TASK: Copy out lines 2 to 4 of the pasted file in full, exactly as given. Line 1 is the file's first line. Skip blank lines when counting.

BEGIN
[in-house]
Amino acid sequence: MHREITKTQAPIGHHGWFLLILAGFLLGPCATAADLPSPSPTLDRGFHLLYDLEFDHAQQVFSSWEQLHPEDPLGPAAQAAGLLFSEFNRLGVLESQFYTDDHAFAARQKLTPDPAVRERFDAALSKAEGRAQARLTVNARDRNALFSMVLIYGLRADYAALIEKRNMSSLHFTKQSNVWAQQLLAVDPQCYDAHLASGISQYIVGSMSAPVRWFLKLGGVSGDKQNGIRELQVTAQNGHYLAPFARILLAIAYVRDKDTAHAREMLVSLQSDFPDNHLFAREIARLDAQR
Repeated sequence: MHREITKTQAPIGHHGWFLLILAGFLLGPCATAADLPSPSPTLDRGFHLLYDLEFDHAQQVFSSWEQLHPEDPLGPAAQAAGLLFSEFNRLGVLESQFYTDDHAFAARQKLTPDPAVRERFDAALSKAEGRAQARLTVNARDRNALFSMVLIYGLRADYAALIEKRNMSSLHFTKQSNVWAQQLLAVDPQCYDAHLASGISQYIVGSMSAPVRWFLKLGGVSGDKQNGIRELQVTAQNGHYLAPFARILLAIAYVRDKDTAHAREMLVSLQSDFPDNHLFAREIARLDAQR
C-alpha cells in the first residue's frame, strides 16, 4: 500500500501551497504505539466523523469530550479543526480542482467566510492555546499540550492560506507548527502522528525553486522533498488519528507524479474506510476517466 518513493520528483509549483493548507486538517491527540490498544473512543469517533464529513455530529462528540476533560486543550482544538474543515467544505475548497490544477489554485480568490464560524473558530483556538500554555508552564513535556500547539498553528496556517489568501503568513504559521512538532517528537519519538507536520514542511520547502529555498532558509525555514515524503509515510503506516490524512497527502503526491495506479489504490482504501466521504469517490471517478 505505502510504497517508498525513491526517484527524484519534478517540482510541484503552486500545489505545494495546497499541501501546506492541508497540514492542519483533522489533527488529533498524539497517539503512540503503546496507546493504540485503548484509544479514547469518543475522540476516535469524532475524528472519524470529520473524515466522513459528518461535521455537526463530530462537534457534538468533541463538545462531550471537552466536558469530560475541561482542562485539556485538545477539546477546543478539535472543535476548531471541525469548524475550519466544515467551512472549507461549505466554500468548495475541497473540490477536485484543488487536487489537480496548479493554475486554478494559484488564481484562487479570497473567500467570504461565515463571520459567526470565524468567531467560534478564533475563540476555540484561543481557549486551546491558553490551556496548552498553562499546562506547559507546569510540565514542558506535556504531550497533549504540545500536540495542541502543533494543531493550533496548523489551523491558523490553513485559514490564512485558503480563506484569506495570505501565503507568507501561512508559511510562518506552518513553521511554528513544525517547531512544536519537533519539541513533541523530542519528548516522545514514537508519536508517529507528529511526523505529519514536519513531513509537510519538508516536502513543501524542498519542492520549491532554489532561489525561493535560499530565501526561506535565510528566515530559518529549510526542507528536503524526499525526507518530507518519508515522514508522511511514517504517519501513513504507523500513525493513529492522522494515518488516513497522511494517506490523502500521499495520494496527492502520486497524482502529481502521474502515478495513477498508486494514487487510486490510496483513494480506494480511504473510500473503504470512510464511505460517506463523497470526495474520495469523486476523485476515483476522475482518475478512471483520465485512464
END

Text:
Amino acid sequence: MHREITKTQAPIGHHGWFLLILAGFLLGPCATAADLPSPSPTLDRGFHLLYDLEFDHAQQVFSSWEQLHPEDPLGPAAQAAGLLFSEFNRLGVLESQFYTDDHAFAARQKLTPDPAVRERFDAALSKAEGRAQARLTVNARDRNALFSMVLIYGLRADYAALIEKRNMSSLHFTKQSNVWAQQLLAVDPQCYDAHLASGISQYIVGSMSAPVRWFLKLGGVSGDKQNGIRELQVTAQNGHYLAPFARILLAIAYVRDKDTAHAREMLVSLQSDFPDNHLFAREIARLDAQR
Repeated sequence: MHREITKTQAPIGHHGWFLLILAGFLLGPCATAADLPSPSPTLDRGFHLLYDLEFDHAQQVFSSWEQLHPEDPLGPAAQAAGLLFSEFNRLGVLESQFYTDDHAFAARQKLTPDPAVRERFDAALSKAEGRAQARLTVNARDRNALFSMVLIYGLRADYAALIEKRNMSSLHFTKQSNVWAQQLLAVDPQCYDAHLASGISQYIVGSMSAPVRWFLKLGGVSGDKQNGIRELQVTAQNGHYLAPFARILLAIAYVRDKDTAHAREMLVSLQSDFPDNHLFAREIARLDAQR
C-alpha cells in the first residue's frame, strides 16, 4: 500500500501551497504505539466523523469530550479543526480542482467566510492555546499540550492560506507548527502522528525553486522533498488519528507524479474506510476517466 518513493520528483509549483493548507486538517491527540490498544473512543469517533464529513455530529462528540476533560486543550482544538474543515467544505475548497490544477489554485480568490464560524473558530483556538500554555508552564513535556500547539498553528496556517489568501503568513504559521512538532517528537519519538507536520514542511520547502529555498532558509525555514515524503509515510503506516490524512497527502503526491495506479489504490482504501466521504469517490471517478 505505502510504497517508498525513491526517484527524484519534478517540482510541484503552486500545489505545494495546497499541501501546506492541508497540514492542519483533522489533527488529533498524539497517539503512540503503546496507546493504540485503548484509544479514547469518543475522540476516535469524532475524528472519524470529520473524515466522513459528518461535521455537526463530530462537534457534538468533541463538545462531550471537552466536558469530560475541561482542562485539556485538545477539546477546543478539535472543535476548531471541525469548524475550519466544515467551512472549507461549505466554500468548495475541497473540490477536485484543488487536487489537480496548479493554475486554478494559484488564481484562487479570497473567500467570504461565515463571520459567526470565524468567531467560534478564533475563540476555540484561543481557549486551546491558553490551556496548552498553562499546562506547559507546569510540565514542558506535556504531550497533549504540545500536540495542541502543533494543531493550533496548523489551523491558523490553513485559514490564512485558503480563506484569506495570505501565503507568507501561512508559511510562518506552518513553521511554528513544525517547531512544536519537533519539541513533541523530542519528548516522545514514537508519536508517529507528529511526523505529519514536519513531513509537510519538508516536502513543501524542498519542492520549491532554489532561489525561493535560499530565501526561506535565510528566515530559518529549510526542507528536503524526499525526507518530507518519508515522514508522511511514517504517519501513513504507523500513525493513529492522522494515518488516513497522511494517506490523502500521499495520494496527492502520486497524482502529481502521474502515478495513477498508486494514487487510486490510496483513494480506494480511504473510500473503504470512510464511505460517506463523497470526495474520495469523486476523485476515483476522475482518475478512471483520465485512464